The buses roll in shortly after. When the first comes to a stop, a thin, spiky-haired man wearing a trenchcoat hops out.
“Single file, climb in!” CB’s voice cuts through the noise effortlessly. “When this bus is full, start boarding the next! There is room for everyone, and you will not be left behind.”
That is apparently the reassurance they were looking for. The crowd quickly forms into lines.
CB grabs one of the townspeople at random and jerks his thumb to indicate the bus. “Can you drive this thing?”
An older woman dressed in green coveralls blinks in surprise and nods mutely.
CB nods and tosses her the keys. “When the bus is full, go to the main complex. They’ll take it from there.”
The woman nods again, then hurries into the bus, climbing up the well and into the driver’s seat.
The other buses line up behind the first, and their drivers emerge in turn. CB nods to Jenny as she emerges from the second bus, then to Alan Grant as he steps out of the third. He doesn’t bother nodding at Agent Grant as he steps out of the fourth, fifth, and sixth; it feels redundant.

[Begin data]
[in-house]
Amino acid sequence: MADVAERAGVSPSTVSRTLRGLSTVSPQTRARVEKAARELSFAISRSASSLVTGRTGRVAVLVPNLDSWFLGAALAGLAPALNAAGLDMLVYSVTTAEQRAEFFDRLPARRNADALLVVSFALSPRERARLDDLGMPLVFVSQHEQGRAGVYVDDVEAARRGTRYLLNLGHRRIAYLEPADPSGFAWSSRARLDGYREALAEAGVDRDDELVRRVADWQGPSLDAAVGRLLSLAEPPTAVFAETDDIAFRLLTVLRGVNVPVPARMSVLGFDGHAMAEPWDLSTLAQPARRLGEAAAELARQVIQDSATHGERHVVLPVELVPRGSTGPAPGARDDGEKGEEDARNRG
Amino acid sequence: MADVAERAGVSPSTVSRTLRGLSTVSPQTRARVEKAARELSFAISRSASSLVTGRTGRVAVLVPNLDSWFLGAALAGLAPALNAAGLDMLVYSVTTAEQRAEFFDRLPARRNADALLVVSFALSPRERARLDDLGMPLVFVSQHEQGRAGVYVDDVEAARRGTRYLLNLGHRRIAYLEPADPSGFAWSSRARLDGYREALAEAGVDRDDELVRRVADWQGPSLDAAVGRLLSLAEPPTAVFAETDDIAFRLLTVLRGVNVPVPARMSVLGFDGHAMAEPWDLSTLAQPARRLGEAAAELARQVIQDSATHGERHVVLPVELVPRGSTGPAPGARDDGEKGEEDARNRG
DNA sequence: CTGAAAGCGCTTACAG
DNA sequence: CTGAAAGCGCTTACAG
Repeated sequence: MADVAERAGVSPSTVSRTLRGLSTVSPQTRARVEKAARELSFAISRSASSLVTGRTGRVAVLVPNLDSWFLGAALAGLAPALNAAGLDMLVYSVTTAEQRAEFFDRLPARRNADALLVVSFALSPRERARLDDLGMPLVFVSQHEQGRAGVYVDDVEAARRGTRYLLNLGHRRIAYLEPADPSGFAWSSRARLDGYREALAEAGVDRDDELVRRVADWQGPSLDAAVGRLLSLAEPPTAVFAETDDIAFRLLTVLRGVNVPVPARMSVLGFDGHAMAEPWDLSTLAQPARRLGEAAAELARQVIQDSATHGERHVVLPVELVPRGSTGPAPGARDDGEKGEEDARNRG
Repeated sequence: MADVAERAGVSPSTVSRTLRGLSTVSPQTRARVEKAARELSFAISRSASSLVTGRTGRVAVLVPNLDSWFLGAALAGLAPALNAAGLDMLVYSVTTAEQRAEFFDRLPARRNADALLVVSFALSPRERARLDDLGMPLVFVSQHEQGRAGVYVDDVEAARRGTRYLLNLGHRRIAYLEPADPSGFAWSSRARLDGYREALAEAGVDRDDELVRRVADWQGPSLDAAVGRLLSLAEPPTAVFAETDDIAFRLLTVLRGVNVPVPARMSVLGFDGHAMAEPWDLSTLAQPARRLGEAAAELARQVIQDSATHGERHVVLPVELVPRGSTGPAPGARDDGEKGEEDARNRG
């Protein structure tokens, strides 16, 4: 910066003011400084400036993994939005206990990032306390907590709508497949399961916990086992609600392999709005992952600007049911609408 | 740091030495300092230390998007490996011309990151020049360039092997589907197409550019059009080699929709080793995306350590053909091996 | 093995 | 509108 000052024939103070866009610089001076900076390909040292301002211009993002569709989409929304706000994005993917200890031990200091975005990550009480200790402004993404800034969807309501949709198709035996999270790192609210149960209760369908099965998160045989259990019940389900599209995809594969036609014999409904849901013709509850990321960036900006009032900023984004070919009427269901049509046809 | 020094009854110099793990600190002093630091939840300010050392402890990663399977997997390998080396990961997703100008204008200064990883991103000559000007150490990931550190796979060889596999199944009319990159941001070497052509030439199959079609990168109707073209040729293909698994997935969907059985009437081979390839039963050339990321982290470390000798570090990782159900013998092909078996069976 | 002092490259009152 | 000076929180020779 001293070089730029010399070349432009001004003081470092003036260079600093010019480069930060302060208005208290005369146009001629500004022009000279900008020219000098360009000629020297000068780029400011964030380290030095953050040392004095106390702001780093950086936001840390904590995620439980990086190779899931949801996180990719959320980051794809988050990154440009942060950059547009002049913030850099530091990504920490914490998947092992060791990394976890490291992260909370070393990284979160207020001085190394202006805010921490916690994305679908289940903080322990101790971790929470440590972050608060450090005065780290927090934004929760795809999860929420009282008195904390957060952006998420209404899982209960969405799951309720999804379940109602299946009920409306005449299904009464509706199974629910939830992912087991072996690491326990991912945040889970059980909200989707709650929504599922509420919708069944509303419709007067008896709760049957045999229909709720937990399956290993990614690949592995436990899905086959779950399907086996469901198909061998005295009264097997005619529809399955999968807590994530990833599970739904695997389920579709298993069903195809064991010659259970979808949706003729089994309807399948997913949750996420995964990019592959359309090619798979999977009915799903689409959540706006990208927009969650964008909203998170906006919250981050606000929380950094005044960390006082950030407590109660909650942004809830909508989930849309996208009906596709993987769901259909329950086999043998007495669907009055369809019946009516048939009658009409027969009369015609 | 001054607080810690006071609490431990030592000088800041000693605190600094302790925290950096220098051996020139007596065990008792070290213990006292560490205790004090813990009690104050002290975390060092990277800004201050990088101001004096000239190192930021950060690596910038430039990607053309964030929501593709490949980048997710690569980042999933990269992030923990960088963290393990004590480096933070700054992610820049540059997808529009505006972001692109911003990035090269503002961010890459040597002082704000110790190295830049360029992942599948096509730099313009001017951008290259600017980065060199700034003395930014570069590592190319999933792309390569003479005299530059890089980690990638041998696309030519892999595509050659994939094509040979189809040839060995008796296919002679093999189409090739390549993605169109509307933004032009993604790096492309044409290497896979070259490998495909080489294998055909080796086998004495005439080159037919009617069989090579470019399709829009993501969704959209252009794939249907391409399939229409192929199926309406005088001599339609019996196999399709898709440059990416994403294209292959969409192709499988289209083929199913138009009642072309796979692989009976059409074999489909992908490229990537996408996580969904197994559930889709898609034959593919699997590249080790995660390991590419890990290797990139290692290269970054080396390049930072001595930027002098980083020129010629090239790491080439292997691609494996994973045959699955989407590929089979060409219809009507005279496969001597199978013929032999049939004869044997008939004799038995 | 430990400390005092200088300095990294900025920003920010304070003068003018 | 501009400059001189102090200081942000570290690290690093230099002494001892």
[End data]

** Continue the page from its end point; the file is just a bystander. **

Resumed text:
“The Lieutenant says they’re close.” Street Ronin’s voice comes in clearly through the nearly invisible earpiece CB is wearing. “Ten minutes on the outside.”
“How does he know? How sure is he?” CB snatches a backpack off the ground, handing it back to the young teen who’d dropped it moments before. “And why are you calling him Lieutenant when you know he’s not a cop any more?”
“He hasn’t thought of a name yet.” Street Ronin sounds mildly exasperated. “I can’t exactly blame him—his power is weird—but we gotta call him something. Anyway, he says he can sort of feel them.”
“He can sort of feel them?” CB does a quick headcount. “We have forty buses. Mine is about half full. We’re going to need more time than that.”
“You’ll get it.” Roger’s voice cuts in, sounding calm and unconcerned.
I guess when you can fly and never bleed it’s hard to get stressed about fighting an unending horde of magic bug aliens.
“Ten minutes to surface,” Street Ronin says. “Not ten minutes before these things overrun your position. Given what the Lieutenant has told us, we should be able to stall their advance long enough for you to evacuate the town.”
“Fine,” CB says. “Since we have some time to kill, how about we find the Lieutenant a proper handle, so Crossfire doesn’t keep rubbing his forced retirement in his face?”